When I was 21 years old, I became the youngest late night talk show host in television history on ABC after Jimmy Kimmel Live! The talk show was called The Edge with Jake Sasseville and I starred in and executive produced it.
I could have really made a mark and been the first openly gay late night talk show host in television history.
But I was still buried deep in the closet.
Three years later, at 24, after extreme bouts of repression, a hint or two of misguided rage and a business partner claiming that I'm mentally ill and that I should seek medication, I came running out of the closet. With it, all the symptoms of rage, mental illness and obvious repression dissipated.
Being gay for me stretched back to when being straight for all of you started. I knew in junior high, when I'd ask my friends Mike and Ben about their erections. I knew when, in my local bookstore, my grandmother caught me looking at homo-erotic books in the adult book section (and quite enjoying it). For me, being gay has always been synonymous with shame, repression, guilt and fear.
Why for a kid who grew up in a loving household in Lewiston, Maine, who lived in France for his junior year of high school, who's living his dream in the entertainment business surrounded by all types of resident gays and who has resided most of his adult life in three of the gayest cities in the world -- New York, London and San Francisco -- couldn't I come out?
I still don't know.
What I do know is that being gay and in the closet helped me focus on my TV show. I had all this un-tapped energy that I somehow (subconsciously) channeled into launching a career light years beyond my age. I started The Edge on local access TV when I was 15-years-old. If you look back at old clips of me and the cast of NBC's Will and Grace (my first big interview) at age 17, I was quite a flamer. Seems like I was the only one who didn't "know" that I was gay.
After local access and while in New York City, I self-funded the first several seasons of The Edge on ABC and subsequently on Fox and CW through carefully woven partnerships with big advertisers.
"Outing myself simply would destroy my career," I thought.
On the premiere date of my show, I got questions from the likes of Fox News about my sexuality. Those questions only confirmed my fear. "If they were asking, then certainly there must be something to hide," I thought. I denied everything. In my mind at the time, there weren't any other openly gay late night talk show hosts. I couldn't imagine being the first. I did business with extremely conservative brands and chief executives at fortune 500 companies.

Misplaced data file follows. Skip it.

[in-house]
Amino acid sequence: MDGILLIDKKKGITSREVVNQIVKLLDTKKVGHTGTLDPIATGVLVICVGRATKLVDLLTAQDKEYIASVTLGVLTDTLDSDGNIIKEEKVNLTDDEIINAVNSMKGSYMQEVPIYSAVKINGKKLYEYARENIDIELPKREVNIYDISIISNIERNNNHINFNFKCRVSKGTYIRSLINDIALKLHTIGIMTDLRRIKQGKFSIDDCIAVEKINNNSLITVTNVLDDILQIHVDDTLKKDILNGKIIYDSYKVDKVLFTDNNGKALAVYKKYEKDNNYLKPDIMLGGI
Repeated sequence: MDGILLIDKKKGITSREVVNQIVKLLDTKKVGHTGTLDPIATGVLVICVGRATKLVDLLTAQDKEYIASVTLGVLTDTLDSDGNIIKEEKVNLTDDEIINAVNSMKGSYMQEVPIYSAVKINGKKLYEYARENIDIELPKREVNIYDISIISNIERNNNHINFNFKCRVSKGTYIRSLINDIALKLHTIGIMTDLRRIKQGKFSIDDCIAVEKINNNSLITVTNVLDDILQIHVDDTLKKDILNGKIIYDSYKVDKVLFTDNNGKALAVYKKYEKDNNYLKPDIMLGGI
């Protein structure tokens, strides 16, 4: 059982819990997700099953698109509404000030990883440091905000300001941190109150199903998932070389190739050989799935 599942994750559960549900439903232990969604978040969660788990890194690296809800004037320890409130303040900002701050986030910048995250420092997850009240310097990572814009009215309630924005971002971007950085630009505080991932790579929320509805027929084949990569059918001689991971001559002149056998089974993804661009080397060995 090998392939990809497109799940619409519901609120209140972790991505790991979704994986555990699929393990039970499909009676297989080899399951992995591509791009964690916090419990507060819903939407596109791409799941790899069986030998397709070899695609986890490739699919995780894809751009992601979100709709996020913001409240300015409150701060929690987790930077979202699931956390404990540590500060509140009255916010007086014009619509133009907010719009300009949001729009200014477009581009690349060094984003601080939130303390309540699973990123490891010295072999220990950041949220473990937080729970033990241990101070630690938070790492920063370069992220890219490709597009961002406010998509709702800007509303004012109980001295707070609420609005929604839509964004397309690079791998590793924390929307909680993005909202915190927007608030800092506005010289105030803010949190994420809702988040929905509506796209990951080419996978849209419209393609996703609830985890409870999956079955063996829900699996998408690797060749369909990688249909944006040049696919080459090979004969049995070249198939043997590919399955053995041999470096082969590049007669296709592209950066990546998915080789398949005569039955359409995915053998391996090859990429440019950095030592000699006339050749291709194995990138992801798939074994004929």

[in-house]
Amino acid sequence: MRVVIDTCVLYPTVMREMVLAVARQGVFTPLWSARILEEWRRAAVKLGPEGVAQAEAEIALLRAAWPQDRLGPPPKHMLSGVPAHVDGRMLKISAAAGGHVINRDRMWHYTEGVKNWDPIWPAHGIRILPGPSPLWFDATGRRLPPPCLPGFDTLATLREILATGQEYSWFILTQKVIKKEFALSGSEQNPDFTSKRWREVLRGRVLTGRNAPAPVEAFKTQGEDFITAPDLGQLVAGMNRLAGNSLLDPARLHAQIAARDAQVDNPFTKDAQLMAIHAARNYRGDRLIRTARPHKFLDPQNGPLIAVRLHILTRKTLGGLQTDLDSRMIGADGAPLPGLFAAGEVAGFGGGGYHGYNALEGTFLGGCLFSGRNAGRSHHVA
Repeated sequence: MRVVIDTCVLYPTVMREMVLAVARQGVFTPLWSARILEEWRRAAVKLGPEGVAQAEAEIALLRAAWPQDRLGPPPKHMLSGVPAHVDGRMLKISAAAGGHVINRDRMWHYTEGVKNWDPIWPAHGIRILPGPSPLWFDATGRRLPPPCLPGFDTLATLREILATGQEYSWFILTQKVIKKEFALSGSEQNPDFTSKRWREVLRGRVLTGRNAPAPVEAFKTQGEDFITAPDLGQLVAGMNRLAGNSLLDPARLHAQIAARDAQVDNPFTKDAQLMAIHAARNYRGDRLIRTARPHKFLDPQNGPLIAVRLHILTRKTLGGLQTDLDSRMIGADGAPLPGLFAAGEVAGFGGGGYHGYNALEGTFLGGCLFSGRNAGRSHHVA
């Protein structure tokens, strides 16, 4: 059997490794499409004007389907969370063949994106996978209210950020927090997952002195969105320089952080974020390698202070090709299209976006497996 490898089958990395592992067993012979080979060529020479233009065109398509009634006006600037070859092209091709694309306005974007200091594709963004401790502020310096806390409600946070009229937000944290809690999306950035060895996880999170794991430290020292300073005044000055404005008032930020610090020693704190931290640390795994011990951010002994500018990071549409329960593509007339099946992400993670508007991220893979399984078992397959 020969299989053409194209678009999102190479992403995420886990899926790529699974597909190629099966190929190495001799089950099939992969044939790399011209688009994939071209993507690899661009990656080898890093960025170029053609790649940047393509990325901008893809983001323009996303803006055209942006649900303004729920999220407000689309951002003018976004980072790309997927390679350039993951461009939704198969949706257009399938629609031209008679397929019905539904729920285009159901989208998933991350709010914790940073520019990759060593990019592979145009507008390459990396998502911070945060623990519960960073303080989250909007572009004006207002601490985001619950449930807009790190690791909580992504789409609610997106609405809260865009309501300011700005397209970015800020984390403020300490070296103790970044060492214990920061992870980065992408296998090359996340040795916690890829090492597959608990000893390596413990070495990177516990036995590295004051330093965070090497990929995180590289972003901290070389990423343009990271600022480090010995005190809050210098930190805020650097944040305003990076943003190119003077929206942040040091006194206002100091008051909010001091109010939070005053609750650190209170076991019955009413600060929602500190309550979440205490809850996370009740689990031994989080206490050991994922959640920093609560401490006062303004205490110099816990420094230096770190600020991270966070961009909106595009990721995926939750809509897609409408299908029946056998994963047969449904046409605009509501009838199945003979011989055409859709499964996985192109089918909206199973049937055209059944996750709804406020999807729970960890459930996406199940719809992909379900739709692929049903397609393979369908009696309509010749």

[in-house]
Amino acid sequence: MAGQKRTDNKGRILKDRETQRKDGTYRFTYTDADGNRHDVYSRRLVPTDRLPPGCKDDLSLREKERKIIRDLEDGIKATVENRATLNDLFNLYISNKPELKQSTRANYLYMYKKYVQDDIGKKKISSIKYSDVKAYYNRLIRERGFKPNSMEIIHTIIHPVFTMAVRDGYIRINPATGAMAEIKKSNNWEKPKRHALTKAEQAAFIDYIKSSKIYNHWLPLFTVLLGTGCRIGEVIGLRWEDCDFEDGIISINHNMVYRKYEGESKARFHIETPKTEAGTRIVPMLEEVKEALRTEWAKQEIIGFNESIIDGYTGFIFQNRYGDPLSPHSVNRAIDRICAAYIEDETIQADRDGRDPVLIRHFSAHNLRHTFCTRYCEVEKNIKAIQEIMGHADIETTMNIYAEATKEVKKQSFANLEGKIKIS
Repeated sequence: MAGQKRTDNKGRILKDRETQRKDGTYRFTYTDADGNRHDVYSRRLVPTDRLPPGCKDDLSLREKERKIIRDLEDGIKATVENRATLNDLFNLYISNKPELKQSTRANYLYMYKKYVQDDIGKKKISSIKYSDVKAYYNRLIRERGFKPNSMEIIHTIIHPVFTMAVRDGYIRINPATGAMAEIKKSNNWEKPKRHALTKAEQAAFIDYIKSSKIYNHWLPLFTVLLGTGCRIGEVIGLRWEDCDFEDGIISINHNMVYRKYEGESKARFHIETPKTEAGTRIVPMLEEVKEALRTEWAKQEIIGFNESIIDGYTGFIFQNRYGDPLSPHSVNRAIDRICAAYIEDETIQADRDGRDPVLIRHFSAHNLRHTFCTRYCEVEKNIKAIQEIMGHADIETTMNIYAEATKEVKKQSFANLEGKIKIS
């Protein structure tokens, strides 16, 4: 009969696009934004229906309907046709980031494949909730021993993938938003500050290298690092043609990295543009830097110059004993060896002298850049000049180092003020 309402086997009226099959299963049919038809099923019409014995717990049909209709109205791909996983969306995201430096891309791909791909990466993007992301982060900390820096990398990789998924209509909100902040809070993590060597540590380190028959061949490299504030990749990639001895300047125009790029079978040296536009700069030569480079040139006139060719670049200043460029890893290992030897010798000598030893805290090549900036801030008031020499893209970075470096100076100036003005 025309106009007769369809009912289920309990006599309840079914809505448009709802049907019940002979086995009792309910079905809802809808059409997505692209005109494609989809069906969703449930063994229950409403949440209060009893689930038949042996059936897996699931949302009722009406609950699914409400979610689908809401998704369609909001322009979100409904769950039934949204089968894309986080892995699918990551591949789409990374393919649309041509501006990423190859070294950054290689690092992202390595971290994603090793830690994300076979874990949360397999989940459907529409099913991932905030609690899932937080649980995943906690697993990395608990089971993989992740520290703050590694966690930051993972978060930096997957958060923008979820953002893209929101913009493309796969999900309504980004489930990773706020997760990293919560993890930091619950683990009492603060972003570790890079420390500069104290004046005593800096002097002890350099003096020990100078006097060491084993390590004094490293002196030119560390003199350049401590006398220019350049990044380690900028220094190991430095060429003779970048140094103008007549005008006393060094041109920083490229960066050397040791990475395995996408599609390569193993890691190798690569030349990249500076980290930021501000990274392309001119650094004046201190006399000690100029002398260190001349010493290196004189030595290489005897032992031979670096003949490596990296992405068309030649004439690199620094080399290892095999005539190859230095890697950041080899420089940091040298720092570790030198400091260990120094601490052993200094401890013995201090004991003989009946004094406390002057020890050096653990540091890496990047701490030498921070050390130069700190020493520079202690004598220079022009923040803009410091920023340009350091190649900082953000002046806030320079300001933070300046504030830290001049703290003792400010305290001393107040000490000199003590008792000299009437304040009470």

I remember meeting Overstock.com chief marketer Stormy Simon at her office in Salt Lake City, Utah. Overstock.com spends $50 million a year in advertising. Stormy and I did business for several years beginning in 2007. The company invested hundreds of thousands of dollars in my ideas. I remember seeing photos of her and George W. Bush as well as other Republican leaders all over her desk. I clammed up, frightened that she would find out my secret and not accept me, or even worse -- stop spending money with me.
"Certainly a conservative woman in a conservative city leading a conservative company wouldn't still like me if she knew I was gay," I thought.
Years after, when I had finally come out, Stormy called me: "I knew the whole time Jakey. It's okay."
State Farm, a fairly conservative company located in central Illinois, has been advertising with me since 2010. When their VP found out I was gay, almost simultaneously, he agreed to fund the first season of Jake Sasseville's Delusions of Grandeur (currently airing online atblip.tv/delusionsofgrandeur; viewership nearly hit 300,000 inside a 14-day period on a single episode).
Turns out the advertisers never stopped signing. Ford Motor Company out of Detroit, Proctor and Gamble out of Cincinnati, Denny's in Spartanburg, S.C. and Coca-Cola in Atlanta are just some of the other companies that have spent upwards of $5 million with me. Turns out being gay hasn't stopped any of my businesses.
Certainly, then, I must have repressed sexuality for other reasons. Maybe my family wouldn't accept me.
In a post-modern gay world where Ellen DeGeneres isn't losing her sponsors or her ABC sitcom because she comes out of the closet, and being "gay" isn't that important at all, why then is it still a challenge for so many young people?
I think it's in the social constructs of what it means to "come out" of the closet. "Coming out" is really becoming an exercise about "going in." Nobody cares that I'm gay. Shocker to me. The most tender response came from my dad. I asked him why he never questioned me about my sexuality.
"Because that would have either forced you to out yourself, or to lie to me," my dad said thoughtfully. "And neither was a good option for me."
The moment I was able to come out to my family, my final frontier, was when my spiritual guru Frederick Dodson coached me on coming out. He made me go inward. He had me sit in stillness. Over the course of a 90-minute session via Skype with him in Munich, he asked me to imagine different scenarios:
1. What if your parents never accept you for being gay? Feel what that feels like...
2. What if your parents are elated to have a gay son? Feel that...
3. What if you lose your career and all your sponsors pull out? Feel that fully...
4. What if you gain money and fame and adoration for being gay? Feel that fully...
Essentially, Frederick had me neutralize all outcomes and "ramifications" of being gay. I had nothing left to lose. Our "problems" only persist because we give partial attention to it. Give full attention to a "problem" and it ceases to be exist.
I called my parents the next day and told them I was gay.
Nothing changes. And yet, everything does.